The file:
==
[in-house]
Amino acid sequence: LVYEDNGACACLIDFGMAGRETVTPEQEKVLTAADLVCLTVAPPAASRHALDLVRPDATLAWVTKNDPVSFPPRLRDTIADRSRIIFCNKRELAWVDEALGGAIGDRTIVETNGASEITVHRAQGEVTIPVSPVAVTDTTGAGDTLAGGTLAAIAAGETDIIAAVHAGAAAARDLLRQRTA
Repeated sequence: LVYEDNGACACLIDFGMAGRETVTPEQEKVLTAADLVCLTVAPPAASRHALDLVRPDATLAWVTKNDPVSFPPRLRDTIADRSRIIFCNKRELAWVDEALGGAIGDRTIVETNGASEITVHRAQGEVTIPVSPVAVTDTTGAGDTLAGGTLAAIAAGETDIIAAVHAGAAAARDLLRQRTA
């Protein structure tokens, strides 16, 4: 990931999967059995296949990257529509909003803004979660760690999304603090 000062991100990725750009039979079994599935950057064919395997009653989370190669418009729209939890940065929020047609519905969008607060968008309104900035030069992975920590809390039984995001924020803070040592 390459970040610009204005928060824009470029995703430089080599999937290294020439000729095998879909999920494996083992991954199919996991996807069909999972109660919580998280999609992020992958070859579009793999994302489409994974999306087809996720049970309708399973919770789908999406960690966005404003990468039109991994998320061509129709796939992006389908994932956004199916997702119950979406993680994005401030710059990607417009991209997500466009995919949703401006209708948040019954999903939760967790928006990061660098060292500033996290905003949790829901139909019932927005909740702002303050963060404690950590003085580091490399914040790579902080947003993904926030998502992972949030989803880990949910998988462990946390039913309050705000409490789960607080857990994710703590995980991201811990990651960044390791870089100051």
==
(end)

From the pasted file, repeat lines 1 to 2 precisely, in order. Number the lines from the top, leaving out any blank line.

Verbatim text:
[in-house]
Amino acid sequence: LVYEDNGACACLIDFGMAGRETVTPEQEKVLTAADLVCLTVAPPAASRHALDLVRPDATLAWVTKNDPVSFPPRLRDTIADRSRIIFCNKRELAWVDEALGGAIGDRTIVETNGASEITVHRAQGEVTIPVSPVAVTDTTGAGDTLAGGTLAAIAAGETDIIAAVHAGAAAARDLLRQRTA